Marriage is one of the oldest institutions known to humanity. For as far back as recorded history goes, there are references to weddings and the customs that surround marital events. While the rituals and trends might change with passing centuries, there are still a handful of beliefs that linger on. Sometimes, these old traditions can be welcoming and even comforting to the future married couple. Unfortunately, there are also many odd superstitions that tend to get passed down from one generation to the next. Often, these old mindsets can be outright bizarre and leave most people wondering where they originated.
If you’re planning your wedding and feeling stress, take a moment to learn about some of these strange superstitions about walking down the aisle. You’re bound to get some amusement and possibly a few laughs out of these beliefs.
Say No Way to May
Spring weddings have been incredibly popular for many years now. Still, this wasn’t always the case. Even though current statistics say it is one of the top months for couples to tie the knot, May was once viewed as the absolute worst time of year to wed due to superstitions. In fact, there’s an old cautionary saying that goes, “Marry in May, rue the day.” While rhymes may be easy to remember, they rarely speak universal truth. So where did this catchy saying come from? Research shows the origin can be traced back to a few possible sources.
One popular theory involves the 1840s in France, where the month of May usually meant livestock would be taking to the hills to mate. Farmers and herders preferred to wait until this explicit show of biology had passed in order to focus on their weddings. Another theory traces the superstition back to Ancient Rome, where the month of May was associated with many feasts of the dead. To marry during this time of year might have been considered a bad omen or even simply a faux pas.
Arachnophobia is considered one of the top, most widespread fears among adults across the world. Some people are so terrified of spiders that they have no control over their physical reactions to the presence of a little web-spinner. If you’re someone who shares this fear, then you probably won’t be happy to hear finding a spider on your wedding day is considered a sign of good luck. To make it even more specific, the superstition says a bride who discovers a spider in her gown after putting it on will have great fortune.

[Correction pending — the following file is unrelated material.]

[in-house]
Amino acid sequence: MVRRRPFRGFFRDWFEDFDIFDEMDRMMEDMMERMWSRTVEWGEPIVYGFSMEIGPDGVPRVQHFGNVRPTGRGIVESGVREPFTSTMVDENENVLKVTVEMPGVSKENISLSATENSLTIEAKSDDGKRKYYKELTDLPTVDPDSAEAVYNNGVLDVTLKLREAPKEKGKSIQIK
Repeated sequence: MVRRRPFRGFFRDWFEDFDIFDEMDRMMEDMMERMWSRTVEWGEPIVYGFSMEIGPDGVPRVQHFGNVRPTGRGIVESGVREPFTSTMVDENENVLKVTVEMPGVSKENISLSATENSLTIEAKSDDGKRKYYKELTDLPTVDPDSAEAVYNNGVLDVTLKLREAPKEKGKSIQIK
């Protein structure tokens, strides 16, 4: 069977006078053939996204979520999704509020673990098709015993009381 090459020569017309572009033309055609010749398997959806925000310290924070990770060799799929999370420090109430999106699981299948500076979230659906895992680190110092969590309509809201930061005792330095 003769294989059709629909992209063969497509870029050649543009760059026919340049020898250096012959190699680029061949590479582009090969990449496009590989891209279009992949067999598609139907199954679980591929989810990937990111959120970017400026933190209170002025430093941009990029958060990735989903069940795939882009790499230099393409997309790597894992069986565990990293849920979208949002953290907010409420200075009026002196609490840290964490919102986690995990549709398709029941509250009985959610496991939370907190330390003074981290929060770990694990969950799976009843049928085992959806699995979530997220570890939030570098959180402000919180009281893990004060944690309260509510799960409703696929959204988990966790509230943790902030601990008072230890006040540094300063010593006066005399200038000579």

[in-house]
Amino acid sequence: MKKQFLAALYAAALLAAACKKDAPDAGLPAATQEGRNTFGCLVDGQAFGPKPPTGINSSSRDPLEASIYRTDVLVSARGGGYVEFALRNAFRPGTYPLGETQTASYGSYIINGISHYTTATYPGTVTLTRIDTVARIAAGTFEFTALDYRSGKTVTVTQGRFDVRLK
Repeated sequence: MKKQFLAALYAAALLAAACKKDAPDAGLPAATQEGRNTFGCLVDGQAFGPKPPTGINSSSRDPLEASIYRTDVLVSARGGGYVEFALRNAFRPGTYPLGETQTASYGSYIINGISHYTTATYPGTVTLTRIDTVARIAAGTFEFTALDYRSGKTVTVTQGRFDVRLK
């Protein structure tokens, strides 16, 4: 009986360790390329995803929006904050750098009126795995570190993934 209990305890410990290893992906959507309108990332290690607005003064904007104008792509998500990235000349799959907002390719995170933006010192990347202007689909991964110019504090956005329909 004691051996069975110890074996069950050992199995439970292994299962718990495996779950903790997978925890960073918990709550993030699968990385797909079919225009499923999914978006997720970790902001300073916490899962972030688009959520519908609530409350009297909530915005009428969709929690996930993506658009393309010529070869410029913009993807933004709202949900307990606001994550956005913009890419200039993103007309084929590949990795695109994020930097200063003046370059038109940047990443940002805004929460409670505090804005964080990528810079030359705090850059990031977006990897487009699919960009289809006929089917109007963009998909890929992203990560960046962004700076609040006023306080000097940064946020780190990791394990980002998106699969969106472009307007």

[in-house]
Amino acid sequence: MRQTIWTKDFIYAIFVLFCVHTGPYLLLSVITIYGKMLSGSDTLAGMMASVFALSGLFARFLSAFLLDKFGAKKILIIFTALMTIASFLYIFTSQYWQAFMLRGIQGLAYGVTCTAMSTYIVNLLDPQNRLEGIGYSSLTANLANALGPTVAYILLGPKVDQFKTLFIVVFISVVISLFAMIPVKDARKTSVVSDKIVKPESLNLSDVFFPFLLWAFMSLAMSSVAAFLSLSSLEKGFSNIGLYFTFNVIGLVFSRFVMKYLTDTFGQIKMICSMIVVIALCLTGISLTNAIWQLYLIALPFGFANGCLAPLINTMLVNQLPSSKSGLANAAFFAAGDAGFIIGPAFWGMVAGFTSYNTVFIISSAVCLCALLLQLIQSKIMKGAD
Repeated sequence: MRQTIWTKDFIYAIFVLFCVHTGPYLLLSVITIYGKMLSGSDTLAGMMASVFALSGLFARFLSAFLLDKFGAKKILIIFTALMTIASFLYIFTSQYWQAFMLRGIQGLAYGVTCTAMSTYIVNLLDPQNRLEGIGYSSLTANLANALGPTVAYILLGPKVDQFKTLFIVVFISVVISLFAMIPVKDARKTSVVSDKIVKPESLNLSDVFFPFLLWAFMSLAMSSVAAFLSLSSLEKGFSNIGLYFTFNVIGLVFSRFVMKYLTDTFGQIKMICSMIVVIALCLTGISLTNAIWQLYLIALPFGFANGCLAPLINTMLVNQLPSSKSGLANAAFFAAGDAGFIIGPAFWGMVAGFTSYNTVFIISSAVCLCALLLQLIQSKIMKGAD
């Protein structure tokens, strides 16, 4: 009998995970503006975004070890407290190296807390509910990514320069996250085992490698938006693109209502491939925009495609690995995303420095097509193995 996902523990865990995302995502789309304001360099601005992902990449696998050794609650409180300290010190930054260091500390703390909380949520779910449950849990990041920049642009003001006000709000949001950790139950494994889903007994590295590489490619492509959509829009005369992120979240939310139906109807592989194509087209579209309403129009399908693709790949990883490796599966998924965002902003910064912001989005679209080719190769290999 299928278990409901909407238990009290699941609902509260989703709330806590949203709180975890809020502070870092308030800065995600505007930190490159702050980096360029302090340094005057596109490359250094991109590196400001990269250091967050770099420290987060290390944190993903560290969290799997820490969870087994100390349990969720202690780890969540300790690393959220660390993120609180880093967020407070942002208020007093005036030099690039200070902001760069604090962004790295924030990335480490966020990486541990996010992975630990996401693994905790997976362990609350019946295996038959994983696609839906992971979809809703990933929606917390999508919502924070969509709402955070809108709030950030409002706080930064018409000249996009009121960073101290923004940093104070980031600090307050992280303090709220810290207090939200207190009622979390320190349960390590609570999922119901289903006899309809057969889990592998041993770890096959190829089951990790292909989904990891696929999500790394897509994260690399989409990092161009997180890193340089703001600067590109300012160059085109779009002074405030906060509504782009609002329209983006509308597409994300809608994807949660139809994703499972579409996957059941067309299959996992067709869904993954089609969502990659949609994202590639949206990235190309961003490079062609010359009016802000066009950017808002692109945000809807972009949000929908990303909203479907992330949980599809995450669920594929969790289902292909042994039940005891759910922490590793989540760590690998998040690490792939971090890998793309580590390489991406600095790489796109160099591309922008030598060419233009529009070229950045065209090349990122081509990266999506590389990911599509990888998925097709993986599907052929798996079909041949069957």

While phobias don’t show bias, statistics state arachnophobia is more prevalent in women than men. This fact makes the superstition seem outright mean, as a majority of brides would probably react terribly to discovering a creepy little arachnid shimmying up an arm moments before walking down the aisle. Though the superstition persists to this day, it is safe to assume most brides would find avoiding spiders altogether to produce much more luck.
Finally, one of the more severe superstitions that has stuck around for years is the belief that dropping the wedding rings will cause certain death. Specifically, if part of the couple should accidentally let his or her ring hit the ground, then he or she would be the first to pass away in the relationship. Clumsy people and butterfingers can breathe a sigh of relief knowing there is no validity to this superstition. Still, you should make sure there are no open vents or grates nearby should gravity win out over your hold on the rings.
Plenty of strange superstitions get passed from generation to generation. While you may find believing in some of them gives you comfort, it is often much better to ignore those that seem bizarre, or in the case of finding a spider, outright cruel.